The second major of the men's golf season is the one that many fans look forward to the most because of the difficulty that the top professionals face when teeing it up in the U.S. Open.
The majority of the top golf tournaments—including the other three majors—allow the top golfers in the world a chance to show off their skills and string low scores together.
That's not the case for the 156 players who will compete at Shinnecock Hills Golf Club in Southampton, New York, because the United States Golf Association wants to make sure that this year's Open is not a cakewalk.
The tournament gets underway Thursday morning and will conclude Sunday, barring any major weather issues.
Brooks Koepka won last year's tournament with a score of 16 under par at Erin Hills, and seven golfers reached 10 under or better. Erin Hills features much wider fairways than most typical U.S. Open courses, and when the winds did not buffet the Wisconsin tract, golfers had no problems putting low scores on the books.
The golfers should be prepared for a much tougher run at Shinnecock Hills, where the fairways are surrounded by punishing fescue rough and the greens appear to be lightning-fast.
Dustin Johnson is the favorite to win the tournament with odds of +800, according to OddsShark. Johnson appears to be the most talented golfer on the PGA Tour. He is once again the No. 1 golfer in the world, and when it comes to driving and distance and accuracy, nobody can match him.
Johnson is coming off a victory in the FedEx St. Jude Classic in which he holed out his last shot on 18. If he is on fire with his short game, he should have the best chance to win.
Rory McIlroy, Justin Thomas and Justin Rose are the second choices at +1400.
U.S. Open odds (courtesy of OddsShark)
Dustin Johnson, +800
Rory McIlroy, +1400
Justin Thomas, +1400
Justin Rose, +1400
Jordan Spieth, +1600
Tiger Woods, +1800
Rickie Fowler, +1800
Brooks Koepka, +2000
Jon Rahm, +2200
Hideki Matsuyama, +2800
Phil Mickelson, +3000
Henrik Stenson, +3000
Branden Grace, +3300
Patrick Reed, +4000
Bryson DeChambeau, +4000
Tommy Fleetwood, +4000
Sergio Garcia, +5000
Bubba Watson, +5000
Paul Casey, +5000
McIlroy failed to make the cut at the Players Championship. However, when it comes to having a complete game, McIlroy has all the tools needed to compete with Johnson if both golfers are at their best.
While the Shinnecock fairways are not as wide as Erin Hills', they should allow McIlroy to have a good chance at keeping his drives in play.
Thomas had been the No. 1 golfer in the world for four weeks before Johnson took the ranking back with his victory in the St. Jude. Thomas is going for his second major title, having won the PGA Championship a year ago.
Justin Rose may not get the respect of Johnson, McIlroy or Thomas, but he has been among the most consistent and dependable golfers in the world. Rose won the Colonial just two weeks ago, and his ability as a ball-striker should allow him to remain in contention for four consecutive rounds.
Jordan Spieth always seems to find his game in the major championships. He has lacked consistency this season, largely because his stellar short game has not been as on point as it has been in the past. He won the Byron Nelson Tournament but is coming off a missed cut at the Memorial. Spieth has the ability to put bad performances in the rearview mirror and come up big at the major championships.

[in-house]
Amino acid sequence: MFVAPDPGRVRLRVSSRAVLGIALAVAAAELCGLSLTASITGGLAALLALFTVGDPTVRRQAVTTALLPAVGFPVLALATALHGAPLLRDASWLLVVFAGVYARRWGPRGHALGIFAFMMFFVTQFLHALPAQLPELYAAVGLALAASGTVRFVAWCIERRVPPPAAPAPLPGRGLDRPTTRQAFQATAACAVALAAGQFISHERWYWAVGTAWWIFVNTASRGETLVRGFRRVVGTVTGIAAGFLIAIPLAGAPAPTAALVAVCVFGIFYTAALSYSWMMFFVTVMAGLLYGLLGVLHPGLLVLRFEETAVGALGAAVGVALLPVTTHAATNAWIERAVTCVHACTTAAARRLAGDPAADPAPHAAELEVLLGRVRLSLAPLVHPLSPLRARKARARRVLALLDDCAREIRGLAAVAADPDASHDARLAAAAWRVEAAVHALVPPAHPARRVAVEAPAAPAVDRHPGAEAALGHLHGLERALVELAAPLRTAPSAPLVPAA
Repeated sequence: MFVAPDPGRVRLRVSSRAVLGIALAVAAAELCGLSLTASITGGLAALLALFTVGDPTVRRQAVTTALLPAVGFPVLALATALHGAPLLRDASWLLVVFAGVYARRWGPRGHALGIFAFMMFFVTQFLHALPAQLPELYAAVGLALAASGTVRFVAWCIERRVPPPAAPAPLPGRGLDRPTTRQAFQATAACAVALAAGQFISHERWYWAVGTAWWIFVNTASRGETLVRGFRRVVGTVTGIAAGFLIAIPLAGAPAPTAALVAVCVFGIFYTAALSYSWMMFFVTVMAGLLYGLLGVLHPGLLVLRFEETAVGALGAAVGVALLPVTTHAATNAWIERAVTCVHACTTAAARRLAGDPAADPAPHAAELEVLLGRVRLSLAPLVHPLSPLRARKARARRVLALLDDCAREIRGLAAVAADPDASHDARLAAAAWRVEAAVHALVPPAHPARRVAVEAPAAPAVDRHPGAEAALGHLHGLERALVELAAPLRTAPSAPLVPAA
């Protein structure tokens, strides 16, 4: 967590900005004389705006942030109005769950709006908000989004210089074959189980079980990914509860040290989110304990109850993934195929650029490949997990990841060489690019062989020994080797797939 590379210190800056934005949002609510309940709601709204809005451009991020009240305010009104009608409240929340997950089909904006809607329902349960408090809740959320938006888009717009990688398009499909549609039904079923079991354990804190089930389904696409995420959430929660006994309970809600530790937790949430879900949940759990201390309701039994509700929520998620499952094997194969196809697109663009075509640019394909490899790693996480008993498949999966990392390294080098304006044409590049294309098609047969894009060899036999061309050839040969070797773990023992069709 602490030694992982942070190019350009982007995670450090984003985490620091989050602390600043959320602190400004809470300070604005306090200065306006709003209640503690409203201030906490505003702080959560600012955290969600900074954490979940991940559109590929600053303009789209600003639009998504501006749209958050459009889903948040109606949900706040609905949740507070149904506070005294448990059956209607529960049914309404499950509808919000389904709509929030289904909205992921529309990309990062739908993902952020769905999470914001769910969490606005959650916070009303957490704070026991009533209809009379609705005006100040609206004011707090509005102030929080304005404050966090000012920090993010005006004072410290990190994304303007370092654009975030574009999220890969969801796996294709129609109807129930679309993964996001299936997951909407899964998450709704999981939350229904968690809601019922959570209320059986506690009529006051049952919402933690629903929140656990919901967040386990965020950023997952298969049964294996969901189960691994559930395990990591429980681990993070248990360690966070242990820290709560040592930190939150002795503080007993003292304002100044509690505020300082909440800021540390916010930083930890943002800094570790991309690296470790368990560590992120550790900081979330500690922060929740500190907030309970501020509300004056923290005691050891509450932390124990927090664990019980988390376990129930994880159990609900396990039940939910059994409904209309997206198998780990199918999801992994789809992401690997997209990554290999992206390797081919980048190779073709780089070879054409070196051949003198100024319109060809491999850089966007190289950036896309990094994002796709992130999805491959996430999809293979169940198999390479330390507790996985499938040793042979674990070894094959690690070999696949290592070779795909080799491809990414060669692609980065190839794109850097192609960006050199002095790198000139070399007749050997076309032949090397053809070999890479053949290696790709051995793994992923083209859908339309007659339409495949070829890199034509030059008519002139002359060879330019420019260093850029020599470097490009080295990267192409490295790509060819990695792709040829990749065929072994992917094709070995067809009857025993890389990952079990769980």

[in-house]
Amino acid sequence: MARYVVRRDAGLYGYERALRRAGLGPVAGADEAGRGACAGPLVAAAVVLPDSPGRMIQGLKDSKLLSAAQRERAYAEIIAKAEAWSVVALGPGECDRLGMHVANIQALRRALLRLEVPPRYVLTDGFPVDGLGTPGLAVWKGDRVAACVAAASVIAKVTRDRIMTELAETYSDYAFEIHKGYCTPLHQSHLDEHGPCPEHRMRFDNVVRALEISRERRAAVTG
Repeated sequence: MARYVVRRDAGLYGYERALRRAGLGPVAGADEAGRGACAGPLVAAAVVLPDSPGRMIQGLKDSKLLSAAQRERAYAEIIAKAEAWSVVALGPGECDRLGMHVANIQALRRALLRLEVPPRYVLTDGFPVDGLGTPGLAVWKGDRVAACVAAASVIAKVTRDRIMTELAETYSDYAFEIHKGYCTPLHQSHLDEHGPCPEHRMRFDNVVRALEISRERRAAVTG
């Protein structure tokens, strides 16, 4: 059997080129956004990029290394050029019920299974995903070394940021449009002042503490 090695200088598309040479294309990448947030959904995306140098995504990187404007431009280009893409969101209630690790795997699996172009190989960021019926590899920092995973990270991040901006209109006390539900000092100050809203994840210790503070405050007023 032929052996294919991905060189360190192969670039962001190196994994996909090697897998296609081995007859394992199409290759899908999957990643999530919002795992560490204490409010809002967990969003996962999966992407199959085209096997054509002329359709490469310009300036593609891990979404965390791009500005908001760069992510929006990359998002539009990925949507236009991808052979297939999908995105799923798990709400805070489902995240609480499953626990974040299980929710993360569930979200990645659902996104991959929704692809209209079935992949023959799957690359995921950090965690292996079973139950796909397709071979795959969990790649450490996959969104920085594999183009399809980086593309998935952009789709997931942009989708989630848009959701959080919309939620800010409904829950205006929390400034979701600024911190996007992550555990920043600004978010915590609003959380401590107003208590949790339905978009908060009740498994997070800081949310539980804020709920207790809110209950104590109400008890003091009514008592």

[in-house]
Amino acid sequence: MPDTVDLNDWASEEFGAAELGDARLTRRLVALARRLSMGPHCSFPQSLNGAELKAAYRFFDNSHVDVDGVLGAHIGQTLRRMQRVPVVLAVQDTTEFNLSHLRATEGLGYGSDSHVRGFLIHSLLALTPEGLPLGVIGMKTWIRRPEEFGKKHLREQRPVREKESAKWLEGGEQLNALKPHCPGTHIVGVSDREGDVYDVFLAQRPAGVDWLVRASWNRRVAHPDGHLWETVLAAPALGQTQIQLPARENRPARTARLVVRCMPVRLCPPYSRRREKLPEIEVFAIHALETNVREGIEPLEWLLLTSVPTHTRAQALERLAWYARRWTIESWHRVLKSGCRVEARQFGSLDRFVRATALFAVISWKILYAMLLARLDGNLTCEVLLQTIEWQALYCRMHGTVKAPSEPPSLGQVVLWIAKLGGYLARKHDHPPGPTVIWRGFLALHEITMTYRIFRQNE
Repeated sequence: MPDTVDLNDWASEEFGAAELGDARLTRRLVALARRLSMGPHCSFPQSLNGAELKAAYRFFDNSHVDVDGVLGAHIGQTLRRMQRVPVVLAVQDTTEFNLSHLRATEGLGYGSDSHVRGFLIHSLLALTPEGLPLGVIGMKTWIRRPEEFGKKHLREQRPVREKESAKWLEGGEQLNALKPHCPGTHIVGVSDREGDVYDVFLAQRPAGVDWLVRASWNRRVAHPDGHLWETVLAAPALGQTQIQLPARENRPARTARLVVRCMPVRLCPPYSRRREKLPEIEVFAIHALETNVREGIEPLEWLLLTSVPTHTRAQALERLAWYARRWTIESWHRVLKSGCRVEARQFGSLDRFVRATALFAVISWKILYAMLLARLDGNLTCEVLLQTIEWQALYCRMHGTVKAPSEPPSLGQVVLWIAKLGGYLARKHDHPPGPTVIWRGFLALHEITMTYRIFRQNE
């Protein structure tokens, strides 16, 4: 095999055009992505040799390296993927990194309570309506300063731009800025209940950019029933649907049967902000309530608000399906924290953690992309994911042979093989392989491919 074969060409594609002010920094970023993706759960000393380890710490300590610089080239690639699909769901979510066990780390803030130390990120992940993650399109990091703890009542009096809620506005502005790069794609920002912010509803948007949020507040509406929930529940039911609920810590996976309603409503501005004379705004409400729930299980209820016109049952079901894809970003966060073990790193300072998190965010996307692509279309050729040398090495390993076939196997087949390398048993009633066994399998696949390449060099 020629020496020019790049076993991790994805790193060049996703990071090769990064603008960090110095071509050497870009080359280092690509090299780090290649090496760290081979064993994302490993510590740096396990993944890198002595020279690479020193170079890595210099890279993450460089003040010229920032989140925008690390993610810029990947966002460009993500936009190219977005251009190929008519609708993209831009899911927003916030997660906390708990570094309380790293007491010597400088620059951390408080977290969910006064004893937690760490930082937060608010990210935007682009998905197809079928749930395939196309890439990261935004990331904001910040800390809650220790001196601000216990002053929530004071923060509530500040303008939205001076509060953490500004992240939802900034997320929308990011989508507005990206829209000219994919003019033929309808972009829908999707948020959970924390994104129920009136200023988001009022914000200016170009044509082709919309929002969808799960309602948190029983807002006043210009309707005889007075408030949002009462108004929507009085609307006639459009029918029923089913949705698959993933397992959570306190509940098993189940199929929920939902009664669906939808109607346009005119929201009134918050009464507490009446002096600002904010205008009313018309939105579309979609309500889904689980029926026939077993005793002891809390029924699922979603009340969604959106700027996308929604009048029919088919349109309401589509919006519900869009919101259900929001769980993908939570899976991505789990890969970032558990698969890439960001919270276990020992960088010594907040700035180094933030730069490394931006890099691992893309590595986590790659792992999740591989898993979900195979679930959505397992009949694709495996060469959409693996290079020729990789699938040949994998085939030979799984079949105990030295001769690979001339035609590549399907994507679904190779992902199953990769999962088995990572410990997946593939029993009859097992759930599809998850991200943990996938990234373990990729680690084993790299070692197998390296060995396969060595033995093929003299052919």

Tiger Woods has been hitting the ball quite well this year, and his statistics at the Memorial in late May and early June were quite impressive until his putting was included.
Woods has played in nine events this year, and he has made the cut in eight of them. He is averaging 70.5 per round and earned more than $1.5 million in prize money this year. Tiger has not won a tournament this year, but he has two top-10 finishes.
Rickie Fowler is coming off an excellent second-place performance in the Masters, and he would have won that major had Patrick Reed not been on fire with his putting and shot-making. Fowler has four top-10s this year, but he is looking for his first victory of the season. He has earned more than $3 million this year.
Jason Day has the tools to win here, and he has displayed his talents quite a bit this year. He has made the cut in all 11 events he has entered, he has four top-10s and two victories this year. While he struggled in the Memorial to a 44th-place finish, he was fifth in the Players Championship and he won the Wells Fargo title in May.
Koepka won last year's U.S. Open in large part because of his tremendous power off the tee. He took advantage of the favorable conditions and barged through the opening to win his first major title. Koepka has two top-10s this year in seven events, and his best showing was his second-place performance in the Fort Worth Invitational in late May. Koepka has won nearly $1.8 million this season.
It's difficult to overlook Johnson because he is coming off an impressive victory and he is playing so well. His impressive power is almost shocking because many of the top pros who can fly past the 300-yard mark on their drives can't keep up with Johnson.
One of those who can is Day, and he will not be intimidated by the numbers Johnson puts up on the board. If these two are battling on the final day, expect Day to be ready for the challenge while Johnson could feel the pressure.
Woods' last major victory came 10 years ago in the U.S. Open. If he can get off to a solid start, there's no reason he can't play himself into contention on moving day. Winning is another story, but he should take another step toward making his comeback memorable.
1. Jason Day. 2. Dustin Johnson. 3. Tiger Woods